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The Heart of Adoption: 3 Reminders for Adoptive Families

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I’m up against the nap-time clock today, so just gonna keep this short and sweet! I attended our agency’s periodic adoption support group meeting this week, where there was a fantastic panel of adoption experts, adoptees, birth moms and adoptive moms graciously willing to share their stories. It reminded me of the adoption dichotomy and how it can be so joyous and beautiful, but so hard and heart-wrenching at the same time. I ONLY almost cried five times. Here are a few nuggets of insight I took away and wanted to share.

Remember the 7 Core Issues of Adoption

I bring this up first because I don’t remember seeing this before in my adoption journey, but these issues really apply to everything else I heard in this meeting. It is definitely something worth reading (if you haven’t) and revisiting (if you have). It’s honestly a bit heavy, so don’t overdo it, y’all, but just take a glance and be mindful! Here is a handy, one-page printout.

Rethink Your Rhetoric on Birth Parents

Thus far, our relationship with Baby C’s birth mom has been positive, and even if it wasn’t, we have so much respect regarding the decision of adoption that I can’t imagine speaking negatively about it to C. I often think of how I will explain it all and frame it for her so she understands the love, as well as the challenges, that surround her story. But the circumstances may not always be or stay positive in an adoption situation.

So here’s the message put in a way I hadn’t heard before: Your child came from a birth mother and, therefore, is a part of this person. If birth parents are “bad,” in your child’s mind, they came from something “bad.” It’s our job as adoptive families to “reframe” the situation in their minds, so do what you can to keep the story and your attitude about birth families as positive as possible.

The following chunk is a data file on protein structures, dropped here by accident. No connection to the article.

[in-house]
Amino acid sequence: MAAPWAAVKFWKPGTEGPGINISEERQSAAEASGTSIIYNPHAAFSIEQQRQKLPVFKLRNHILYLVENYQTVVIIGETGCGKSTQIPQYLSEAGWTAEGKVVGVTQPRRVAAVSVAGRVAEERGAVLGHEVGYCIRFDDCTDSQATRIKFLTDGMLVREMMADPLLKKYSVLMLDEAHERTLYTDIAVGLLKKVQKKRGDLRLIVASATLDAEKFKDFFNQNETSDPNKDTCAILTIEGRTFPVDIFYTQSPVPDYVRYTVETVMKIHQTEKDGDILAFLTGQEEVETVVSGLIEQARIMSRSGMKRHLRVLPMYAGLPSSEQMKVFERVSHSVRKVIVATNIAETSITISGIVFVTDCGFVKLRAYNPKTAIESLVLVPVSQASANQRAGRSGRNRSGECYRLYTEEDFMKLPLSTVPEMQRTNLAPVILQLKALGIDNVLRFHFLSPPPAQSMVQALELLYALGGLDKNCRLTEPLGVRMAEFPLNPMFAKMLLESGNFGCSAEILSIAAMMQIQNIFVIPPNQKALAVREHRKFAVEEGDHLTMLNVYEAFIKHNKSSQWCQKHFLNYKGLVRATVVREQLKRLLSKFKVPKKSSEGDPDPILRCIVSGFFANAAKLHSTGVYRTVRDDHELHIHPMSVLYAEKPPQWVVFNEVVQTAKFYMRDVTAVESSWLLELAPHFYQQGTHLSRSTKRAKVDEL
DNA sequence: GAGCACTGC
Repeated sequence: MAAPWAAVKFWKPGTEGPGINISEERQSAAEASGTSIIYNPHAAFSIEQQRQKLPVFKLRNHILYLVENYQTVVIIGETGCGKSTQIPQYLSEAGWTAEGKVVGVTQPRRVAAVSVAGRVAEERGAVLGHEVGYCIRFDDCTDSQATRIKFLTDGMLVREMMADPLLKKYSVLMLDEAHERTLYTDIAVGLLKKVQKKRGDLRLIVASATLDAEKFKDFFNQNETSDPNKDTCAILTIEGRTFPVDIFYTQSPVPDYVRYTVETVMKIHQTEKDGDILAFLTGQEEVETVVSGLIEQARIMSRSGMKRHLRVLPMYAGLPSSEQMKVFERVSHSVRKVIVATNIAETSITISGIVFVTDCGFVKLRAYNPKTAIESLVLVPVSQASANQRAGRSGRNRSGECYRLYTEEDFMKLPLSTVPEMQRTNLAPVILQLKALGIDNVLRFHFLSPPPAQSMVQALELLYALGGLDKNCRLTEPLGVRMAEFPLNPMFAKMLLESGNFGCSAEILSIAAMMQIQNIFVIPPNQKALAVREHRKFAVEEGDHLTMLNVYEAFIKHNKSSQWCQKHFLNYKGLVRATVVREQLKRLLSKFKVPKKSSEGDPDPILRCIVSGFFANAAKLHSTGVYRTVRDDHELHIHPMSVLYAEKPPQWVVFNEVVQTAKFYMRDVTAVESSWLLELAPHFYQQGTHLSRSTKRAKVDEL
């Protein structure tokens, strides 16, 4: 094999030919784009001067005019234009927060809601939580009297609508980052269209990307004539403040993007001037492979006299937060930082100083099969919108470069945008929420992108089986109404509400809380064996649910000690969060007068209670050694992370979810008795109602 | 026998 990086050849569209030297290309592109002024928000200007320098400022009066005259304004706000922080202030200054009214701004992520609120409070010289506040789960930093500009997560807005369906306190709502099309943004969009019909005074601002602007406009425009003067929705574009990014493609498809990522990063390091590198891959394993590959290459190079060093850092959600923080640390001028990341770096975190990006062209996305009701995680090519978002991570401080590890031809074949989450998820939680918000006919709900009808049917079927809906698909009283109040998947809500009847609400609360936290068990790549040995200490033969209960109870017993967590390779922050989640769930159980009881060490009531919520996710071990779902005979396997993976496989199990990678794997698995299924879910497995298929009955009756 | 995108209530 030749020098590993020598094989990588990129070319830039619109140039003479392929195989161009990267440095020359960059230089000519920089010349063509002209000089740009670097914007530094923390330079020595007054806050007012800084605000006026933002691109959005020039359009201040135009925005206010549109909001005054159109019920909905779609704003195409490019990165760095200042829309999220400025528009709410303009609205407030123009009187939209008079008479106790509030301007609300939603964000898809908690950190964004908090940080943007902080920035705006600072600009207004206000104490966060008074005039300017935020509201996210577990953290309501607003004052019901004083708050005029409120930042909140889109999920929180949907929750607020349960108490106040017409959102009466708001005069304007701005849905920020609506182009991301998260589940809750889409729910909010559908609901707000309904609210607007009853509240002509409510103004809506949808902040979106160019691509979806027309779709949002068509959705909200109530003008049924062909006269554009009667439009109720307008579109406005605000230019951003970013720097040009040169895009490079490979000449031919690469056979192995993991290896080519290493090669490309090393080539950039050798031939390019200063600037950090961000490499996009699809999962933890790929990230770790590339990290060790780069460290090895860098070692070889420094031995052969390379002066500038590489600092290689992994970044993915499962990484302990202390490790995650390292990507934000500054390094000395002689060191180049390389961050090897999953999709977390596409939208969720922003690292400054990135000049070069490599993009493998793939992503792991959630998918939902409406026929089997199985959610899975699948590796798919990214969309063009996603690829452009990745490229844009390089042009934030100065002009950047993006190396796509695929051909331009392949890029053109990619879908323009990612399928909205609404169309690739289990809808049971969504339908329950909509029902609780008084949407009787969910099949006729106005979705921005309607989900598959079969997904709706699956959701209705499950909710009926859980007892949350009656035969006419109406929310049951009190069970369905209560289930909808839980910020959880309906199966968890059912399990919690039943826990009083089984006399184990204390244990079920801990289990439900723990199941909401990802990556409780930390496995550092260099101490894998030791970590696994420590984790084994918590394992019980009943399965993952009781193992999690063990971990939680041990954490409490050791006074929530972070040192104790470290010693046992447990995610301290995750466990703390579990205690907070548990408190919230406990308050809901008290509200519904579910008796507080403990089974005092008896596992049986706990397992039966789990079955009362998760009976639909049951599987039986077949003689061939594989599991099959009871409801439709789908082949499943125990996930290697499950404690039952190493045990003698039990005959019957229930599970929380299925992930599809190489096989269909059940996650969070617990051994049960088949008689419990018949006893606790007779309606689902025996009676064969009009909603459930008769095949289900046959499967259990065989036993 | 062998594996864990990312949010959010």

Another big message from birth moms on the panel was to be confident that your adopted child loves you, and don’t let fear keep you from helping them build relationships with their birth families. The agency experts shared that adoptees are often especially curious about their siblings. Be mindful of your child’s need to build their identity, and how the missing pieces of the puzzle (biological family history and connections) can affect them.

As one adoptive mom on the panel, sitting next to her teenage son and his birth mom, said, “A good relationship with the birth family is a true gift; develop it and be grateful that there are extra people around who love your child as much as you do.”

Proactively Provide Your Adopted Child With Coping Mechanisms

I get questions WEEKLY about Baby C’s red hair and where it came from, so I’m pretty used to explaining our story, and actually love sharing it. How to explain it to her when she’s old enough to understand is a different story. So I can’t imagine how it might feel for her to one day be asked and have to respond to questions herself. I thought this was a brilliant point that came up in the panel, to consider whether your older adopted children may need help explaining their story (or even a younger child .. think family trees at school, etc.). Consider helping them through a few different scenarios and talking points, and just giving them the “permission” to share as little or as much as they feel comfortable, if asked.

Also be sure your adopted child knows they can ask YOU questions without fear of hurting your feelings as an adoptive parent. You may not have the answers, but just having an open door to asking is important. If you are someone of faith, you may even consider reminding your child that they can always give their questions to God if they don’t feel like giving them to anyone else.

These may seem like small gestures, but they are all mechanisms you can easily provide your child as they grow up and cope with the issues surrounding adoption.

That’s what I took away, folks! It was helpful for me to hear and/or be reminded of these small things in this busy life.


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